Portraits of Wildflowers

Perspectives on Nature Photography

A more diffuse possumhaw

with 12 comments

Possumhaw with Fruit by Boulder in Woods 0537A

Click for greater clarity and larger size.

On the cold morning of January 24th, with a shallow carpet of ice pellets on the ground in some places, I went to Great Hills Park, where I photographed this possumhaw, Ilex decidua. Its fruit is less dense than the one you saw last time, but on the other hand that possumhaw was part of the landscaping along the edge of a shopping center, while this one sprang up naturally in the woods. Either way, the numerous tiny fruits of the possumhaw provide welcome brightness in the bleakest and coldest part of the year.

© 2014 Steven Schwartzman

Written by Steve Schwartzman

February 22, 2014 at 6:05 AM

12 Responses

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  1. I can’t help but wonder if the location of the previous possumhaw helped it hold on to its drupes. Most of the grackles and sparrows that I see around our grocery store parking lots are more interested in bits of human food that are around – the occasional french fry, a bit of cupcake – than any natural food. Out in the woods, the relative sparseness of the fruits may be an indication of more birds feasting on them than in the city.

    In any event, the possumhaw is a beauty, as are both photos.


    February 22, 2014 at 8:11 AM

    • You’re probably right that there are more contenders for possumhaw fruits in the wild than in a developed area. To your hypothesis I’ll add another I’ve thought of: the possumhaw along the edge of the shopping center parking lot probably gets regular watering and perhaps other care, and therefore it produces dense fruit (this is the second year in row I’ve found that to be true, and before then I wasn’t aware of the tree).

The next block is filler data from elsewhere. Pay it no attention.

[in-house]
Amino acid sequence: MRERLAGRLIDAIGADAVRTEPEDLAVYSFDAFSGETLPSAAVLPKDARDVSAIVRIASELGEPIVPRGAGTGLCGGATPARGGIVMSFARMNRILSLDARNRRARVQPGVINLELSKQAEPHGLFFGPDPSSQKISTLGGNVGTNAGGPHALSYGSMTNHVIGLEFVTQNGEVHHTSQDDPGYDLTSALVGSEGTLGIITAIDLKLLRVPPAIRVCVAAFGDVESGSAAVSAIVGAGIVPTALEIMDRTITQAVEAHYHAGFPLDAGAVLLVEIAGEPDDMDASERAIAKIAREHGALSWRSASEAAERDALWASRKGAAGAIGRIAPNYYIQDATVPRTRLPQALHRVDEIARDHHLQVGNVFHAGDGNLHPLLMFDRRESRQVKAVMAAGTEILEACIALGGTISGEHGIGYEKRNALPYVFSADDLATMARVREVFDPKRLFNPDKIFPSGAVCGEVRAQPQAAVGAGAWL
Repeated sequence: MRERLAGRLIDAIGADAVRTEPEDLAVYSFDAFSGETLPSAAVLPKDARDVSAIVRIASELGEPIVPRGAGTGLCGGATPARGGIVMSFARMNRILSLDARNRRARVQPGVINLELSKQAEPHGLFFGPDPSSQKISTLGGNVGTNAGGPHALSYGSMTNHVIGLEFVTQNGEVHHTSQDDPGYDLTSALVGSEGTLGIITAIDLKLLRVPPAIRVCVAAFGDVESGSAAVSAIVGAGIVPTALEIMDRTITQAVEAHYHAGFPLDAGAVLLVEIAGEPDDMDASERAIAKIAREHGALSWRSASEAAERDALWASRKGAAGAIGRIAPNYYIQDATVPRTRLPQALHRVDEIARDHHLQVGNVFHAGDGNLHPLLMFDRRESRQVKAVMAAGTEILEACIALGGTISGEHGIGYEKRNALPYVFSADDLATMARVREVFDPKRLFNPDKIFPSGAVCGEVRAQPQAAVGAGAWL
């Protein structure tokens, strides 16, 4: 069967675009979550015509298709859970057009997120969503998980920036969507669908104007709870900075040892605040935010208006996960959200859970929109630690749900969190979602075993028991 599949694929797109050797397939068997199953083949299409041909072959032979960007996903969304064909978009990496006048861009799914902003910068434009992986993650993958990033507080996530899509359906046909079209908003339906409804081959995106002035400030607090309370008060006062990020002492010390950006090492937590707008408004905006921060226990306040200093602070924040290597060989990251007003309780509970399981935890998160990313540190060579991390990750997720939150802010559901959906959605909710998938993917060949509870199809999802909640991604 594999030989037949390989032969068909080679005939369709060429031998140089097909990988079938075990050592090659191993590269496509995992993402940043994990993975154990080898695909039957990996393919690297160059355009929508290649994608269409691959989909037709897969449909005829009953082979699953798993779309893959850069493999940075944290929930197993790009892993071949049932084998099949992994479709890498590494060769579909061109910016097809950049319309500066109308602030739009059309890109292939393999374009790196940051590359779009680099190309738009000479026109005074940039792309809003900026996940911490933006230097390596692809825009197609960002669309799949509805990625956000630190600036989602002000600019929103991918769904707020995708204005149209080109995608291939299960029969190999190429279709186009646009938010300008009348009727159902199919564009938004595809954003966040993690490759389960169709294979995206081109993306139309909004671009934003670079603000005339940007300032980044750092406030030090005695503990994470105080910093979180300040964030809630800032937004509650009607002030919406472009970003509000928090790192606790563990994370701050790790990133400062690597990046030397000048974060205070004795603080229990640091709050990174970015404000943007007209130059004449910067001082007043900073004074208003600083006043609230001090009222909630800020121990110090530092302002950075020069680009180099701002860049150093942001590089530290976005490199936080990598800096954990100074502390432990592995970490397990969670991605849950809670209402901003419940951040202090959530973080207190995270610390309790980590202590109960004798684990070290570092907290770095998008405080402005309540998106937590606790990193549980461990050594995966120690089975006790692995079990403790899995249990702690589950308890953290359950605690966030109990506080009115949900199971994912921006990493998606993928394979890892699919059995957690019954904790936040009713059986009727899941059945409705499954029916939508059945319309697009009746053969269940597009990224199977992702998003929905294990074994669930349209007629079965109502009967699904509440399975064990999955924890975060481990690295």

I never get tired of fruit-laden possumhaws, and in fact I photographed a couple just yesterday.

      Steve Schwartzman

      February 22, 2014 at 12:24 PM

  2. it’s nice to see a specimen in a garden setting, as it’s easier to inspect and admire it. i love seeing a plant in its native setting, as thats where nature intended it to live!


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    February 22, 2014 at 8:35 AM

    • Yup, this one’s definitely in nature, complete with the boulder that you see here and the creek just below it that you don’t see.

      Steve Schwartzman

      February 22, 2014 at 12:36 PM

  3. I love how it looks against the boulder~ airy and solid together.


    February 22, 2014 at 9:37 AM

    • I like the way you describe it, the airy juxtaposed with the solid. What a great difference in their densities.

      Steve Schwartzman

      February 22, 2014 at 12:38 PM

  4. Let’s hear it for “…provid[ing] welcome brightness…” We all need that this winter! Thank you, Steve!


    February 22, 2014 at 6:34 PM

    • It’s been a hard winter, all right. Central Texas is finally warming up, though, and I’m beginning to see a few native wildflowers. Let’s hope the warmth spreads your way soon.

      Steve Schwartzman

      February 23, 2014 at 12:38 AM

      • Been enjoying some warm days 50s to 70s, but winter isn’t over yet, by Wed we will be sliding right back into the deep freeze! Ah well, we enjoy it when it is available, and will have forgotten all about the cold by the time the summer is sizzling with 90% humidity. 😉


        February 23, 2014 at 12:50 PM

        • Sorry for your forthcoming deep freeze; don’t think that’ll happen here again, and let’s hope I’m not wrong.

          Steve Schwartzman

          February 23, 2014 at 12:57 PM

  5. stunning


    February 23, 2014 at 7:38 PM

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